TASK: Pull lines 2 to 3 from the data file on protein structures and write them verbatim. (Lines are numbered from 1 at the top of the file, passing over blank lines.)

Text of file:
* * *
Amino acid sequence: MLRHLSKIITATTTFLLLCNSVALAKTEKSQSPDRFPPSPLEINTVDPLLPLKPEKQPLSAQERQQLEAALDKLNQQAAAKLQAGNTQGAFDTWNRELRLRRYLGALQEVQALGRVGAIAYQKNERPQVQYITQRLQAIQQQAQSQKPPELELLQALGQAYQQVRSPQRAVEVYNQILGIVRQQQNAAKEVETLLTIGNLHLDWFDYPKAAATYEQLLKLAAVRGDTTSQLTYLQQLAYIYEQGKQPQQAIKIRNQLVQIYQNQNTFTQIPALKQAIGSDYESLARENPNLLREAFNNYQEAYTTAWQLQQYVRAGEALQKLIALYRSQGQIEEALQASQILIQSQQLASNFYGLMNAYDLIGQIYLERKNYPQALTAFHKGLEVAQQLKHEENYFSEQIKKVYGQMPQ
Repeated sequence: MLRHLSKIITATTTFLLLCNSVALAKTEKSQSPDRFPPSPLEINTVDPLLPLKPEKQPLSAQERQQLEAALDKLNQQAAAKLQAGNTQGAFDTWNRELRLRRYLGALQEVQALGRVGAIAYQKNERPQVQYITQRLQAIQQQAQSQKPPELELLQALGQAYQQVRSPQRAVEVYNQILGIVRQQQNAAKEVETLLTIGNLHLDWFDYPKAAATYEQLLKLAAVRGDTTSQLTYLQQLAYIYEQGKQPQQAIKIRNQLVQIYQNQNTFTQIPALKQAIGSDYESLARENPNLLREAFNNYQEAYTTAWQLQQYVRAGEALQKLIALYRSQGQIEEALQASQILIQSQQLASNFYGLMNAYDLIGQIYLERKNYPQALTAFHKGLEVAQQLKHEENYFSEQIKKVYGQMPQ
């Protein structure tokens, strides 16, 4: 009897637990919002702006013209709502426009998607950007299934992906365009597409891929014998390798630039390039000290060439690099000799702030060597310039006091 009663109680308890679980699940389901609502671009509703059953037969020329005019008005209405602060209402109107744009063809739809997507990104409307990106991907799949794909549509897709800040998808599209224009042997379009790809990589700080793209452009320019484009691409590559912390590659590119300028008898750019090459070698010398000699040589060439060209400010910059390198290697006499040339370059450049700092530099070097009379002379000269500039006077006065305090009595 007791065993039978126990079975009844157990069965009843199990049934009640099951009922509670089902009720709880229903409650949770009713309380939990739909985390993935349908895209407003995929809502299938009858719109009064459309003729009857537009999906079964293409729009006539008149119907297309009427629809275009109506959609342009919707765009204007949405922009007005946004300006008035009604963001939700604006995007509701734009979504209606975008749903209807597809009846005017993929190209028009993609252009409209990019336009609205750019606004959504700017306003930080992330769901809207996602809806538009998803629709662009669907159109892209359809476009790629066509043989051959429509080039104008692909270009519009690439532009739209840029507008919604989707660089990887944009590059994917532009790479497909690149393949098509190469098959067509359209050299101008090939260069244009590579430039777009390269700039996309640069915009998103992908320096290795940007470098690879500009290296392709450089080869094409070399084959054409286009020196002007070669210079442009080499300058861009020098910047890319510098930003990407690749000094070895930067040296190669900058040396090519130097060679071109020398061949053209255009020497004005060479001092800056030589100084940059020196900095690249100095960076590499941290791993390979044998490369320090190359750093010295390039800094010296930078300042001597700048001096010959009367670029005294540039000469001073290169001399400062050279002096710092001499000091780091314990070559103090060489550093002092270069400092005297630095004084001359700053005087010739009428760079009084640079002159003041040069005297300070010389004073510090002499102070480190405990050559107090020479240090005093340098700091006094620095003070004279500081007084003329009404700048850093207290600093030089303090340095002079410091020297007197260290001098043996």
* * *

Repeated sequence: MLRHLSKIITATTTFLLLCNSVALAKTEKSQSPDRFPPSPLEINTVDPLLPLKPEKQPLSAQERQQLEAALDKLNQQAAAKLQAGNTQGAFDTWNRELRLRRYLGALQEVQALGRVGAIAYQKNERPQVQYITQRLQAIQQQAQSQKPPELELLQALGQAYQQVRSPQRAVEVYNQILGIVRQQQNAAKEVETLLTIGNLHLDWFDYPKAAATYEQLLKLAAVRGDTTSQLTYLQQLAYIYEQGKQPQQAIKIRNQLVQIYQNQNTFTQIPALKQAIGSDYESLARENPNLLREAFNNYQEAYTTAWQLQQYVRAGEALQKLIALYRSQGQIEEALQASQILIQSQQLASNFYGLMNAYDLIGQIYLERKNYPQALTAFHKGLEVAQQLKHEENYFSEQIKKVYGQMPQ
């Protein structure tokens, strides 16, 4: 009897637990919002702006013209709502426009998607950007299934992906365009597409891929014998390798630039390039000290060439690099000799702030060597310039006091 009663109680308890679980699940389901609502671009509703059953037969020329005019008005209405602060209402109107744009063809739809997507990104409307990106991907799949794909549509897709800040998808599209224009042997379009790809990589700080793209452009320019484009691409590559912390590659590119300028008898750019090459070698010398000699040589060439060209400010910059390198290697006499040339370059450049700092530099070097009379002379000269500039006077006065305090009595 007791065993039978126990079975009844157990069965009843199990049934009640099951009922509670089902009720709880229903409650949770009713309380939990739909985390993935349908895209407003995929809502299938009858719109009064459309003729009857537009999906079964293409729009006539008149119907297309009427629809275009109506959609342009919707765009204007949405922009007005946004300006008035009604963001939700604006995007509701734009979504209606975008749903209807597809009846005017993929190209028009993609252009409209990019336009609205750019606004959504700017306003930080992330769901809207996602809806538009998803629709662009669907159109892209359809476009790629066509043989051959429509080039104008692909270009519009690439532009739209840029507008919604989707660089990887944009590059994917532009790479497909690149393949098509190469098959067509359209050299101008090939260069244009590579430039777009390269700039996309640069915009998103992908320096290795940007470098690879500009290296392709450089080869094409070399084959054409286009020196002007070669210079442009080499300058861009020098910047890319510098930003990407690749000094070895930067040296190669900058040396090519130097060679071109020398061949053209255009020497004005060479001092800056030589100084940059020196900095690249100095960076590499941290791993390979044998490369320090190359750093010295390039800094010296930078300042001597700048001096010959009367670029005294540039000469001073290169001399400062050279002096710092001499000091780091314990070559103090060489550093002092270069400092005297630095004084001359700053005087010739009428760079009084640079002159003041040069005297300070010389004073510090002499102070480190405990050559107090020479240090005093340098700091006094620095003070004279500081007084003329009404700048850093207290600093030089303090340095002079410091020297007197260290001098043996």